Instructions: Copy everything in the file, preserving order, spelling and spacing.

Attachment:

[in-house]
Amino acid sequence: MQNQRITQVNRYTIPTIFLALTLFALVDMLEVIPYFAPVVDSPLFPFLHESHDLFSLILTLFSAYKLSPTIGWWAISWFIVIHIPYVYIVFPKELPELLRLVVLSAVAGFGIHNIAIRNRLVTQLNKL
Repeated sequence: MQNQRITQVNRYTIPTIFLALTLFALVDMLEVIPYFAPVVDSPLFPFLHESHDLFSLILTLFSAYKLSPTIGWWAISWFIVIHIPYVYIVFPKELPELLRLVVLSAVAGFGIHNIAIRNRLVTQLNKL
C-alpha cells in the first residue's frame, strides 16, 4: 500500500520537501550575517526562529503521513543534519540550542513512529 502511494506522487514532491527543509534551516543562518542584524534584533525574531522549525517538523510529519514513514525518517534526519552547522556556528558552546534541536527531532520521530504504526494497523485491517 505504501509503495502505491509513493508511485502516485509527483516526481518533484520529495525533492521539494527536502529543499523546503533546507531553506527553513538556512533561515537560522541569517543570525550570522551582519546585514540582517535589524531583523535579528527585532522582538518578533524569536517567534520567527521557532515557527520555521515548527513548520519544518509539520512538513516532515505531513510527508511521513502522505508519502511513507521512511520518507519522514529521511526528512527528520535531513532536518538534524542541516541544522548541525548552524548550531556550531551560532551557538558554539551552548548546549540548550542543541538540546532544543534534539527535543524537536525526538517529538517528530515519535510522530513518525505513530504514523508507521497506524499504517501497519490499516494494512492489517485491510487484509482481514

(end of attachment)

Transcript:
[in-house]
Amino acid sequence: MQNQRITQVNRYTIPTIFLALTLFALVDMLEVIPYFAPVVDSPLFPFLHESHDLFSLILTLFSAYKLSPTIGWWAISWFIVIHIPYVYIVFPKELPELLRLVVLSAVAGFGIHNIAIRNRLVTQLNKL
Repeated sequence: MQNQRITQVNRYTIPTIFLALTLFALVDMLEVIPYFAPVVDSPLFPFLHESHDLFSLILTLFSAYKLSPTIGWWAISWFIVIHIPYVYIVFPKELPELLRLVVLSAVAGFGIHNIAIRNRLVTQLNKL
C-alpha cells in the first residue's frame, strides 16, 4: 500500500520537501550575517526562529503521513543534519540550542513512529 502511494506522487514532491527543509534551516543562518542584524534584533525574531522549525517538523510529519514513514525518517534526519552547522556556528558552546534541536527531532520521530504504526494497523485491517 505504501509503495502505491509513493508511485502516485509527483516526481518533484520529495525533492521539494527536502529543499523546503533546507531553506527553513538556512533561515537560522541569517543570525550570522551582519546585514540582517535589524531583523535579528527585532522582538518578533524569536517567534520567527521557532515557527520555521515548527513548520519544518509539520512538513516532515505531513510527508511521513502522505508519502511513507521512511520518507519522514529521511526528512527528520535531513532536518538534524542541516541544522548541525548552524548550531556550531551560532551557538558554539551552548548546549540548550542543541538540546532544543534534539527535543524537536525526538517529538517528530515519535510522530513518525505513530504514523508507521497506524499504517501497519490499516494494512492489517485491510487484509482481514